She's not a Newf, but this sweet Saint Bernard needed our help, so here she is......Gorgeous gal Kira arrived in our care on November 6th after being pulled from a high-kill shelter.  She is approximately 4 years old, and is as sweet as she is pretty.

Very nervous in the shelter environment, she immediately cheered up and relaxed at her foster home.  She is a love-bug who enjoys lots of attention and belly rubs!


She knows a few commands, en fran├žais, and we'll be working to teach them in english.  She has good house manners and is an absolute doll.  Her leash manners need a bit of work, but she is quick to learn and eager to please, so this should not be a problem.

She gets along well with other dogs, appears to be ok with cats when tested but is not living with a cat in foster care.

Kira came into heat shorty after arriving so has not yet been spayed.   She will be ready to be spayed by late January -- we wait several weeks after their heat ends before spaying, this is safest for the dog.

She is being fostered in the Mississauga, ON area. Once she is spayed we will consider homes within a 1 day drive of her foster location.  However, we will consider a foster-to-adopt placement for Kira now.  In this type of placement Kira could join her adoptive family prior to the spay, and then once it is safe to spay her we will proceed with surgery at one of our rescue-friendly vet clinics, at our expense. Once her spay is completed her adoption would then be finalized.  To be considered for a foster-to-adopt placement, the adoptive family would have to live near one of our rescue friendly clinics which are located in Apsley, Mississaugua, Guelph, Brantford and Unionville.




Friday, October 30, 2015

Chronic Skin Issues

****  Below are the steps we take to treat dogs who have skin issues and enter our foster program.  You should always contact your veterinarian before beginning any treatment protocol -- hopefully this list of treatment options will help you and your vet come up with an effective treatment plan to help with your Newf's skin issues.****

Skin issues are becoming a common ailment in Newfs and are a condition that we frequently deal with in rescue.  There are a number of things that can contribute to skin and ear issues,  including allergies, genetic predisposition, thyroid dysfunction, and improper grooming and parasite prevention. 

We are often contacted by desperate owners looking for help to resolve their Newf's skin issues.  Depending on the severity of the issue there are a number of things that we do to help heal the dog's skin.  It is important to determine what is causing the skin issue and take steps to prevent future flare-ups, not to just treat the symptoms. 

Below we have listed the steps we take when a Newf who has severe skin issues arrives in our care.  The first two are done immediately, then based on the condition of the dog we move onto the next steps.  If you are battling chronic skin issues the first 4 items should be done right away.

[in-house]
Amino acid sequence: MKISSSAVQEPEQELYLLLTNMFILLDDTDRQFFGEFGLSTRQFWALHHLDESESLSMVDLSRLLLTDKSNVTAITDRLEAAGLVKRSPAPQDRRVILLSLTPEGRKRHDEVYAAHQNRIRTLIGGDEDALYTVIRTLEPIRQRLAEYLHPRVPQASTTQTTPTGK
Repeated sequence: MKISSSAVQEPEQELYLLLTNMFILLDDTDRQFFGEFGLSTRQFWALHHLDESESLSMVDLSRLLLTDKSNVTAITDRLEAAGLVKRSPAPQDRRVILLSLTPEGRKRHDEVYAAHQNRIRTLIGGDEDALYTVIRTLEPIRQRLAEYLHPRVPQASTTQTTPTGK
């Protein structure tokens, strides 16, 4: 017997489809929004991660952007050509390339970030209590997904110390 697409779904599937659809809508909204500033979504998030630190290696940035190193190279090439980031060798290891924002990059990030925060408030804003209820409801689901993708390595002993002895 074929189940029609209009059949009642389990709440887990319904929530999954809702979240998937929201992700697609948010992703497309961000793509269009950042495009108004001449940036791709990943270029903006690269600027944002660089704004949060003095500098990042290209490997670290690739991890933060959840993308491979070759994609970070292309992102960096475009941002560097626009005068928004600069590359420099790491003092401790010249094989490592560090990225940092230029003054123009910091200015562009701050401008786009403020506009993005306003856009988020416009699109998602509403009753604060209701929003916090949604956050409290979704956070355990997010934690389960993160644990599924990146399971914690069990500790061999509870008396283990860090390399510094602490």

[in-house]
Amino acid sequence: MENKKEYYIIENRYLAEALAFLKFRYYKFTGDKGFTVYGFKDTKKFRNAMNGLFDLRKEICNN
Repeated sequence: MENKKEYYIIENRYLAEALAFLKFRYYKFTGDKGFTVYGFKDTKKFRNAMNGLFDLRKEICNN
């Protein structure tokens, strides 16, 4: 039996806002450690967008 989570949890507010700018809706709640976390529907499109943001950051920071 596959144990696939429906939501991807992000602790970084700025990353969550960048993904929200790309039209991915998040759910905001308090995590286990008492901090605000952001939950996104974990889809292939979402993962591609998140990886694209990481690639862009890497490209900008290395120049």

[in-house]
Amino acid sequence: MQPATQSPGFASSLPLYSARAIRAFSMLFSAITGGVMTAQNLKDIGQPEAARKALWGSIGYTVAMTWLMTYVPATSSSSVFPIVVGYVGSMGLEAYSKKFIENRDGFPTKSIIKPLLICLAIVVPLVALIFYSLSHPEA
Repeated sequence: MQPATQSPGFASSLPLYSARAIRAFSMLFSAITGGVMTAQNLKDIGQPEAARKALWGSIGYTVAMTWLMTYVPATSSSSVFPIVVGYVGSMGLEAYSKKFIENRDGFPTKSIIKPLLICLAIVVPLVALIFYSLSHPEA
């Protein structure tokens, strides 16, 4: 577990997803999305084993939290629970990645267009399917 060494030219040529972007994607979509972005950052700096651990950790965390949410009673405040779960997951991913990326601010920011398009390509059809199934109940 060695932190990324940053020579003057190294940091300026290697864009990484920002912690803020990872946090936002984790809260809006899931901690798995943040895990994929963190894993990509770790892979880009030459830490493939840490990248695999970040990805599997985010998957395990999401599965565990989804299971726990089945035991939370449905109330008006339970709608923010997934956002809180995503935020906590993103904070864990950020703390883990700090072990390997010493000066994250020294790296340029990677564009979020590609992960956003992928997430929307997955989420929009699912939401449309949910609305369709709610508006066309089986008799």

1. Treat for fleas/lice/parasites - flea bite dermatitis is a common cause of itchy, inflamed skin which then becomes infected because the dog scratches and chews.  Ensure that your Newf and your home is free of fleas.

Your vet should also do a skin scraping to test for mange if that is the suspected underlying cause.


Hair loss and sores from flea bite dermatitis, Mackenzie began to heal immediately once her flea infestation was treated

2.  Diet -- when dogs arrive in our care we switch them over to a grain-free fish based food immediately.  Typically we use Acana Pacifica or Orijen 6 Fish and in a very short time we often see great improvement to skin issues with this one simple change.

Hair loss due to diet.  Harold began to improve immediately and began to heal when switched to Acana Pacifica.

3. Ear and skin cultures - by doing a culture this will let you know if any yeast or bacteria are growing on the skin or in the ears. Unfortunately some vets will prescribe antibiotics without doing a culture and sensitivity test which could lead to the wrong antibiotic being used. It is important to know if it is yeast vs bacteria as the conventional and holistic treatments will be different.
 A great product for cleaning ears is Burow's Solution which you should be able to purchase through your vet clinic. It is not a drug so doesn't interact with other meds. We use it twice daily on dogs that have severe ear issues - 1 squeeze of the bottle in the ear, rub for a minute and then wipe away any excess from the outside of the ear. Once the ears start to clear then we will go to once a day and then slowly back off to the point that we are only applying it weekly for maintenance. It can also be used as a topical ointment for really bad skin issues. We also clean the inside of the ears twice a day at the beginning as well using the Burow's on a cotton pad and slowly decrease as the ears clear up.



Chronic, severe antibiotic resistant ear infections.  A culture of the ear showed which antibiotics this infection was resistant to and helped us select the most appropriate treatment option

4. Thyroid panel - many dogs who have skin problems are also hypothyroid which is one of the underlying causes for the skin not being healthy. A thyroid panel will tell you if the thyroid is working correctly and if it isn't then your dog needs to be placed on thyroid meds which will continue for the rest of your dog's life. The meds are inexpensive and make a huge difference in the condition of their skin, energy levels and weight control. One thing to keep in mind though is that even if the results are within the "normal" ranges for the lab that does the testing a low-normal result should be treated as a hypothyroid case. Example - Lab T4 normal range is 10-60 and the test result is 17 - this is low-normal. The dog should be in the mid-range, around 35-40. You have the option of having your vet draw blood and sending a vial of serum into Hemopet in the US. Dr. Dodds provides specific results based on age, sex and breed and will advise you of the dosage that should be used if the your dog is outside of the appropriate range.